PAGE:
DPI are encouraging residents to have their say on the impact of wild dogs in their area in a survey next month.
DPI are encouraging residents to have their say on the impact of wild dogs in their area in a survey next month.

Reports of wild dogs prompt survey

FOLLOWING increasing reports of wild dog attacks in the region, NSW Department of Primary Industries (DPI) is encouraging residents to have their say in local wild dog management plans.

Ewingsdale resident Shanti McIvor Coats posted on Facebook asking for information on wild dogs in the area: "I've had two horses in six days end up in a barbed wire fence and the other with a big bite on his leg. The property owners just saw a huge dark dog running towards them."

NSW Department of Primary Industries (DPI) economist, Salahadin Khairo, said residents could participate in a survey next month which was designed to detect areas where wild dogs impact on local communities and identify the best management options.

"We are targeting a diverse community of producers, small landholders and people living in peri-urban areas, where wild dogs are found," Mr Khairo said.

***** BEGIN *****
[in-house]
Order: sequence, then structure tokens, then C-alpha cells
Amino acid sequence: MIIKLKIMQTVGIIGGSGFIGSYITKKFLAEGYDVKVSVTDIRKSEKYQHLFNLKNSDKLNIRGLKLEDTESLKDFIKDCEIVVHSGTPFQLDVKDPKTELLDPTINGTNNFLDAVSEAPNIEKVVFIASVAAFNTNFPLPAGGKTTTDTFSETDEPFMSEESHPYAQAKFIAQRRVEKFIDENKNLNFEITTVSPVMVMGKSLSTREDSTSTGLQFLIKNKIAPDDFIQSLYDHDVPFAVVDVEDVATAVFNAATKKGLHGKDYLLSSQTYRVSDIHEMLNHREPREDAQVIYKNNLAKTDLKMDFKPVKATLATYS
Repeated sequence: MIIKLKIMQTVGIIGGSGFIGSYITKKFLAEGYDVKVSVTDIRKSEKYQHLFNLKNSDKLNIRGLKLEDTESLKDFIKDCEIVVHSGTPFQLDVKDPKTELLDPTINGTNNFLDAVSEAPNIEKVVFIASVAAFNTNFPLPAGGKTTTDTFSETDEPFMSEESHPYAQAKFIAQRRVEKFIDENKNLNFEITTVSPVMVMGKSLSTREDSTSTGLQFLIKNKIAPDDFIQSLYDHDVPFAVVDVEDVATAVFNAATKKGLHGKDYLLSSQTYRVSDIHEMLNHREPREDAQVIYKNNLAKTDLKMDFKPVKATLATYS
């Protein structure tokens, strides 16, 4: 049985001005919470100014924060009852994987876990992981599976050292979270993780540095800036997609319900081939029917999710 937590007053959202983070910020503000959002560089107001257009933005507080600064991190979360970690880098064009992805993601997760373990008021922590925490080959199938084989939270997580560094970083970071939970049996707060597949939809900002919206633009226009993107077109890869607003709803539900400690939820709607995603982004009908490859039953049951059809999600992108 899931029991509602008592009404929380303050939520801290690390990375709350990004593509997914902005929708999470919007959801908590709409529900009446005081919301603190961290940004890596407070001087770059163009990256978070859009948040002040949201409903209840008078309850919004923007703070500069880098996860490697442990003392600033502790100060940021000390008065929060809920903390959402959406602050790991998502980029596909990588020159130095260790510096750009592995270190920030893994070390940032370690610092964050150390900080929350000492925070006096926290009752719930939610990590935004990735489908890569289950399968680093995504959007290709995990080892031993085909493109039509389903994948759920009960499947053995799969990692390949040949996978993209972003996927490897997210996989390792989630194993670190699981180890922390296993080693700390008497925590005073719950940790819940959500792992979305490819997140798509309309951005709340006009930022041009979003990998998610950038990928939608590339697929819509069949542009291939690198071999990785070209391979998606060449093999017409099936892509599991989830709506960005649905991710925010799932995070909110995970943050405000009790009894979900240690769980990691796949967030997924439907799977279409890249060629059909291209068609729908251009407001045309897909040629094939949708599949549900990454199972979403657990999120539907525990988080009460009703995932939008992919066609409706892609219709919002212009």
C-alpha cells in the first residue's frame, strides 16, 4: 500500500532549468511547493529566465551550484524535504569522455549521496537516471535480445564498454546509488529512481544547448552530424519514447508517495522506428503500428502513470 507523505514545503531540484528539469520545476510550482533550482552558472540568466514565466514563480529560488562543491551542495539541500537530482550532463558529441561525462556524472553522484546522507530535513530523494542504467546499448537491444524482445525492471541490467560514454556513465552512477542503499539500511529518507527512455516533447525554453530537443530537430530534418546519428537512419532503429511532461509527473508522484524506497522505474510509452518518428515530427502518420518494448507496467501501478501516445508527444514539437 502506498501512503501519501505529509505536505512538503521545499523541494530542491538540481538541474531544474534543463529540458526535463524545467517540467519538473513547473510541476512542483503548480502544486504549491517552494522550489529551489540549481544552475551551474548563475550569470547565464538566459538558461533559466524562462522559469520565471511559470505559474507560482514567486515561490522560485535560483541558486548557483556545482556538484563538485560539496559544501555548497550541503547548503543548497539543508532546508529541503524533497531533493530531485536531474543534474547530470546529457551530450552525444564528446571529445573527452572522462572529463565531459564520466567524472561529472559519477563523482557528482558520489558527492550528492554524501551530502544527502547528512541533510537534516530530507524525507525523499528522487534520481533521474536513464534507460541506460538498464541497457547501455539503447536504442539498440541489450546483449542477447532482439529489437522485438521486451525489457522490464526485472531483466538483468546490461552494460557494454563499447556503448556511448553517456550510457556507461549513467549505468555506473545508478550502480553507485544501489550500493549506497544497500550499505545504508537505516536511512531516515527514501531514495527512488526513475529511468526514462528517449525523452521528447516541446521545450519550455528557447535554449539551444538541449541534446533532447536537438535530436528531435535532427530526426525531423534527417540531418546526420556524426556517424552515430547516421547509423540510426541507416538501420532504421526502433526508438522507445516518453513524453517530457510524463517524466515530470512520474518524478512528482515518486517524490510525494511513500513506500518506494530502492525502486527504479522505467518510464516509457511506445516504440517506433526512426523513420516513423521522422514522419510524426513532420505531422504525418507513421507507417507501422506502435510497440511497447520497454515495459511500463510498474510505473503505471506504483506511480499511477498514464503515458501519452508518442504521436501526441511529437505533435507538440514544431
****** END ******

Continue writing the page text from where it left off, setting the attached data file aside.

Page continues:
"Up to 800 local residents will be contacted by email, mobile and landline telephone services and by post to ensure we reach people whose lives are affected by wild dogs.

"The information they provide will help better direct resources to manage wild dog impacts."

The survey is being conducted through a University of New England research project in collaboration with north-eastern NSW wild dog facilitator, David Worsley.

NSW Northern Tablelands and North Coast residents who would like to take the survey or get more information on the project should contact Salahadin Khairo by telephone on (02) 6391 3753, or email salahadin.khairo@dpi.nsw.gov.au.



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